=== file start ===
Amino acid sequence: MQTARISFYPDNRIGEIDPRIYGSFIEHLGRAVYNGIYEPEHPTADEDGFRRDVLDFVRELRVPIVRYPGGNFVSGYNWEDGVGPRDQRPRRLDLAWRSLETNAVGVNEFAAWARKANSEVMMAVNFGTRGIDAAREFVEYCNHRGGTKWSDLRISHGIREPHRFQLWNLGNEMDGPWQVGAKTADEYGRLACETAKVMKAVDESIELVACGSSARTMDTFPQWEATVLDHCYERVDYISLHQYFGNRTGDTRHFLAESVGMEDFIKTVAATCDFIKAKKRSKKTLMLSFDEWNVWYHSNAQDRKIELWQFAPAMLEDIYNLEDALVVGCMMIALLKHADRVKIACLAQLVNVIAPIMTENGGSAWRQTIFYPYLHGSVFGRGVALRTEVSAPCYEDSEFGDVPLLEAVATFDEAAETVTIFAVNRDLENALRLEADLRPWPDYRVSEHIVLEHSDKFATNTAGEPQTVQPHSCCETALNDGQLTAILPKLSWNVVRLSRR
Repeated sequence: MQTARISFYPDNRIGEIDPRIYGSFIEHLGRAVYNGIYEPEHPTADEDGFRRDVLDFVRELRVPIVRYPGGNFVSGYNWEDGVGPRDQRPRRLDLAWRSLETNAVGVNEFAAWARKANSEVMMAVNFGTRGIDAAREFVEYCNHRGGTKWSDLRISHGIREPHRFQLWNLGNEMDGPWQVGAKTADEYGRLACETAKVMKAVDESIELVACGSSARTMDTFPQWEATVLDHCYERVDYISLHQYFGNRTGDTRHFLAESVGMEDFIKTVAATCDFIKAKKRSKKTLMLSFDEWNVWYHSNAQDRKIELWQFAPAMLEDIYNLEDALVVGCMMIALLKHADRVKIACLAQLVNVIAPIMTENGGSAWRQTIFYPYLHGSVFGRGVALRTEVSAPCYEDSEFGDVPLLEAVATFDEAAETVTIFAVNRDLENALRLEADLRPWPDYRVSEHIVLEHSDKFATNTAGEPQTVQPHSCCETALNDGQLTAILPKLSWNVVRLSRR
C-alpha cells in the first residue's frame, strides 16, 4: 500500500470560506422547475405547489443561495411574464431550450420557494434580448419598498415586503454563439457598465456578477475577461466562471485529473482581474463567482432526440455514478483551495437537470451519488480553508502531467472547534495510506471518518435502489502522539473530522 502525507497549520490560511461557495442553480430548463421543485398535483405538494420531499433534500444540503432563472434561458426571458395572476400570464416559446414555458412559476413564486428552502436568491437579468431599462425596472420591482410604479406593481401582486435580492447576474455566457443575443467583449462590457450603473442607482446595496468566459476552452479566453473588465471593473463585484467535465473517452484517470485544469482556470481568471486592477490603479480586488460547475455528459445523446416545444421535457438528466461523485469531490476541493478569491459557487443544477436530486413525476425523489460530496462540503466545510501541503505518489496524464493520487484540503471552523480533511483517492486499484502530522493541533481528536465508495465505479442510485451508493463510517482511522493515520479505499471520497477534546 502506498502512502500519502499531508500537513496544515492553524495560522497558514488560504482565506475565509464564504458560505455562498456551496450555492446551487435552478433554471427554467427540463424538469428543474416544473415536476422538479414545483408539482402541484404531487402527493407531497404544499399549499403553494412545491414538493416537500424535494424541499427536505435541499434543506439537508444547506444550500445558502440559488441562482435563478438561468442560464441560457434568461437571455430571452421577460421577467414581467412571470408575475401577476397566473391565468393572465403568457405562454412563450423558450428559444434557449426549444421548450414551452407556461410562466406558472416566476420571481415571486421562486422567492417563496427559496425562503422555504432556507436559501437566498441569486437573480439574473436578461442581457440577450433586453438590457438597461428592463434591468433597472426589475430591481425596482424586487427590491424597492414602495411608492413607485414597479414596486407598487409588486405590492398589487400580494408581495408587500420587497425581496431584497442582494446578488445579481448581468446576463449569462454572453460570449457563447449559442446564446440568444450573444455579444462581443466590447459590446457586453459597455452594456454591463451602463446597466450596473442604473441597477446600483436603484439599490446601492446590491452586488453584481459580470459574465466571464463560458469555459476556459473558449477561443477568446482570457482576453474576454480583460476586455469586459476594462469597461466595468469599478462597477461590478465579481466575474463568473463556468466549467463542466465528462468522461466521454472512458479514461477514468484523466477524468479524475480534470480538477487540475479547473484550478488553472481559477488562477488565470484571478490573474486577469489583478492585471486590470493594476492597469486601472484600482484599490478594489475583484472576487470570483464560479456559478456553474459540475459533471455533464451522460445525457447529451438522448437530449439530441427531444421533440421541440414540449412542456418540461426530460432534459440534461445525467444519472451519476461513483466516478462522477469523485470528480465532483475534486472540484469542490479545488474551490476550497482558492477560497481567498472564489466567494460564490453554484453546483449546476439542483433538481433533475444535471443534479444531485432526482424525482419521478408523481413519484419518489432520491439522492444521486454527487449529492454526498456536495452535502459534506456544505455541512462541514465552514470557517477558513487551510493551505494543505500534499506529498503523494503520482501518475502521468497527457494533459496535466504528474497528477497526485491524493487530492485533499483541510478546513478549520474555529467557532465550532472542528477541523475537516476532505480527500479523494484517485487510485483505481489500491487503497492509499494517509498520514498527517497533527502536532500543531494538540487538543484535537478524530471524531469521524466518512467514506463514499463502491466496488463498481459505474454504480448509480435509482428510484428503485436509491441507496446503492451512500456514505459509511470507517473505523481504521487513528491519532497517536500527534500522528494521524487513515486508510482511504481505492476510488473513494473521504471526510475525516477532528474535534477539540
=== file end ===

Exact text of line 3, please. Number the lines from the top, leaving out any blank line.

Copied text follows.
C-alpha cells in the first residue's frame, strides 16, 4: 500500500470560506422547475405547489443561495411574464431550450420557494434580448419598498415586503454563439457598465456578477475577461466562471485529473482581474463567482432526440455514478483551495437537470451519488480553508502531467472547534495510506471518518435502489502522539473530522 502525507497549520490560511461557495442553480430548463421543485398535483405538494420531499433534500444540503432563472434561458426571458395572476400570464416559446414555458412559476413564486428552502436568491437579468431599462425596472420591482410604479406593481401582486435580492447576474455566457443575443467583449462590457450603473442607482446595496468566459476552452479566453473588465471593473463585484467535465473517452484517470485544469482556470481568471486592477490603479480586488460547475455528459445523446416545444421535457438528466461523485469531490476541493478569491459557487443544477436530486413525476425523489460530496462540503466545510501541503505518489496524464493520487484540503471552523480533511483517492486499484502530522493541533481528536465508495465505479442510485451508493463510517482511522493515520479505499471520497477534546 502506498502512502500519502499531508500537513496544515492553524495560522497558514488560504482565506475565509464564504458560505455562498456551496450555492446551487435552478433554471427554467427540463424538469428543474416544473415536476422538479414545483408539482402541484404531487402527493407531497404544499399549499403553494412545491414538493416537500424535494424541499427536505435541499434543506439537508444547506444550500445558502440559488441562482435563478438561468442560464441560457434568461437571455430571452421577460421577467414581467412571470408575475401577476397566473391565468393572465403568457405562454412563450423558450428559444434557449426549444421548450414551452407556461410562466406558472416566476420571481415571486421562486422567492417563496427559496425562503422555504432556507436559501437566498441569486437573480439574473436578461442581457440577450433586453438590457438597461428592463434591468433597472426589475430591481425596482424586487427590491424597492414602495411608492413607485414597479414596486407598487409588486405590492398589487400580494408581495408587500420587497425581496431584497442582494446578488445579481448581468446576463449569462454572453460570449457563447449559442446564446440568444450573444455579444462581443466590447459590446457586453459597455452594456454591463451602463446597466450596473442604473441597477446600483436603484439599490446601492446590491452586488453584481459580470459574465466571464463560458469555459476556459473558449477561443477568446482570457482576453474576454480583460476586455469586459476594462469597461466595468469599478462597477461590478465579481466575474463568473463556468466549467463542466465528462468522461466521454472512458479514461477514468484523466477524468479524475480534470480538477487540475479547473484550478488553472481559477488562477488565470484571478490573474486577469489583478492585471486590470493594476492597469486601472484600482484599490478594489475583484472576487470570483464560479456559478456553474459540475459533471455533464451522460445525457447529451438522448437530449439530441427531444421533440421541440414540449412542456418540461426530460432534459440534461445525467444519472451519476461513483466516478462522477469523485470528480465532483475534486472540484469542490479545488474551490476550497482558492477560497481567498472564489466567494460564490453554484453546483449546476439542483433538481433533475444535471443534479444531485432526482424525482419521478408523481413519484419518489432520491439522492444521486454527487449529492454526498456536495452535502459534506456544505455541512462541514465552514470557517477558513487551510493551505494543505500534499506529498503523494503520482501518475502521468497527457494533459496535466504528474497528477497526485491524493487530492485533499483541510478546513478549520474555529467557532465550532472542528477541523475537516476532505480527500479523494484517485487510485483505481489500491487503497492509499494517509498520514498527517497533527502536532500543531494538540487538543484535537478524530471524531469521524466518512467514506463514499463502491466496488463498481459505474454504480448509480435509482428510484428503485436509491441507496446503492451512500456514505459509511470507517473505523481504521487513528491519532497517536500527534500522528494521524487513515486508510482511504481505492476510488473513494473521504471526510475525516477532528474535534477539540